Tuesday, November 17, 2009

The Story of the Flood and David and Goliath

The Story of the Flood:
1. a) What is the meaning of the statement “Noah walked with God?” b) What does God’s willingness to spare the earth because of Noah suggest?
a)”Noah walked with God” means that Noah was an extremely righteous person and close to God, not that he was a God, but that he lived in a Godly way.
b) God’s willingness to spare the earth because of Noah suggests that He trusted Noah enough and thought that Noah was a good enough person to save above everyone else. It also suggests that God did not think Humanity was completely evil, He just thought that they needed to be punished for breaking the covenant.
2. a) How does the flood reduce the earth to its appearance in the early stages of creation? b) How might this fact make humans especially eager to have a covenant?
a) The flood kills all the humans, animals and plants that live on the earth except for the ones that Noah has on his ark. This reduces the earth how it was during creation, before God made animals, plants, or humans.
b) This would make humans eager to have a covenant because they would not have anything left to sustain themselves is God had not ordered Noah to save one of each gender of every animal. Also, because humans do not have any infrastructure, or way of life, they need to depend on God for emotional security.
3. a) What does God require of Noah and his sons before he makes the covenant? b) What is the reason for these demands?
a) Before He makes the covenant, God requires Noah to build an Arc and follow the exact directions the He gives him. He also required Noah to out a lot of effort and energy into his task.
b) The reason God makes these demands was to test Noah’s faith and see how devoted Noah was to Him.

David and Goliath:
1. Is it fair to call the combat between David and Goliath a contest between good and evil? Explain.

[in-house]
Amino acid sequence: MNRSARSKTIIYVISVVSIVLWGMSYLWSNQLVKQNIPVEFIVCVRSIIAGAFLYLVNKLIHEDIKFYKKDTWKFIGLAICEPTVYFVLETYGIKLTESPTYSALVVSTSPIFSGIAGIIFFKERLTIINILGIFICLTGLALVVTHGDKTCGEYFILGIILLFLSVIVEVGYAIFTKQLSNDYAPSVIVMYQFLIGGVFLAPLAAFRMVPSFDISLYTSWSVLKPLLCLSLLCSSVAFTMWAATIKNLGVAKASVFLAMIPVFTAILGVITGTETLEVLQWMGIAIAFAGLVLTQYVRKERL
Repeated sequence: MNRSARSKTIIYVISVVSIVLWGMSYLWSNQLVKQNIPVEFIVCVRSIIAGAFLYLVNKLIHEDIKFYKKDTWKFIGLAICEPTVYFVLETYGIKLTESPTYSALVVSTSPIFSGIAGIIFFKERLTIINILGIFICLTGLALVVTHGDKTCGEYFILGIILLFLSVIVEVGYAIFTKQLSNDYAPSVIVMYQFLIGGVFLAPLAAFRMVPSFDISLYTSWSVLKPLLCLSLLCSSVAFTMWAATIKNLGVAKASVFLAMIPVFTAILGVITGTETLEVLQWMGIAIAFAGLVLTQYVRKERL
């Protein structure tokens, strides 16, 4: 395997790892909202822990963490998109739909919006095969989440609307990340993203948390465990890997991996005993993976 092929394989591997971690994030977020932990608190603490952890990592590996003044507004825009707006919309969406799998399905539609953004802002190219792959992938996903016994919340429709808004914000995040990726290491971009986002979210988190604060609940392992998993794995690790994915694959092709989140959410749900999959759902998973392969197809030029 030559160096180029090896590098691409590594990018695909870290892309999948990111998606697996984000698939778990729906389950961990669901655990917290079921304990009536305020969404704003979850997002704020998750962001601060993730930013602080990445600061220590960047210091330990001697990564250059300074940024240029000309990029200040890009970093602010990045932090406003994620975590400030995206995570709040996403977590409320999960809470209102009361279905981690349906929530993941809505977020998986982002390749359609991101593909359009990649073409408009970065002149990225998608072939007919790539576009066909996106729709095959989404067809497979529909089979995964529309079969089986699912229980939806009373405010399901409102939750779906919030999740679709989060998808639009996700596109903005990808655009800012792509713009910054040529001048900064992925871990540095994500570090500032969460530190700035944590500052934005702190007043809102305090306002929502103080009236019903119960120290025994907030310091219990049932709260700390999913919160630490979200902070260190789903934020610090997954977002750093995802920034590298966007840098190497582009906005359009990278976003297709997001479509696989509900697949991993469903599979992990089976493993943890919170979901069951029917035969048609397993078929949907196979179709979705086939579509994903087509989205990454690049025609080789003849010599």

It is fair to call the combat between David and Goliath a contest between good and evil in a religious aspect because David is loyal to God, which in the Bible is considered to be good, while Goliath worships pagan Gods which in the Bible can be considered evil.
2. Identify two speeches in which David shows more concern for God’s honor than for his own. Explain your choices.
a. The first speech in which David shows more concern for God’s honor than himself is when he is speaking to the crowd of men in the army about who will fight Goliath, and he says, “What shall be done to the man that killeth this Philistine, and taketh away the reproach from Israel? For who is this uncircumcised Philistine that he should defy the armies of the living God?” (Line 26) He is saying that even though the men are afraid to fight Goliath, they must do it in God’s honor because Goliath has offended God’s honor.
b. The other speech that David makes is when he is about to fight Goliath, and he says, “Thou comest to me with a sword, and with a spear, and with a shield: but I come to thee in the name of the Lord of hosts, the God of the armies of Isreal, whom thou has defied.” (Line 45) He is saying that even though Goliath could easily kill him and ruin his honor and the honor of the entire army, David has God on his side to help him out because Goliath defied God, and God will help David win to restore his honor.
3. a) David describes to Saul his role as a shepherd. What does this description suggest about God’s role in relation to the Hebrew people? b) How does the story of David and Goliath illustrate this role?
a. When David describes his role as a shepherd to Saul, it suggests that God’s role with the Hebrew people is partly to help them sustain themselves, such as when he tells Saul about his battle with the Lion and the Bear to save one of his animals. It also means that God does not care about class or wealth, that if you are faithful to God, he will help you.
b. The story of David and Goliath illustrates this role because God helps the Hebrew people win the war against the Philistines, and He helps David win it, because he has been loyal and faithful to God.

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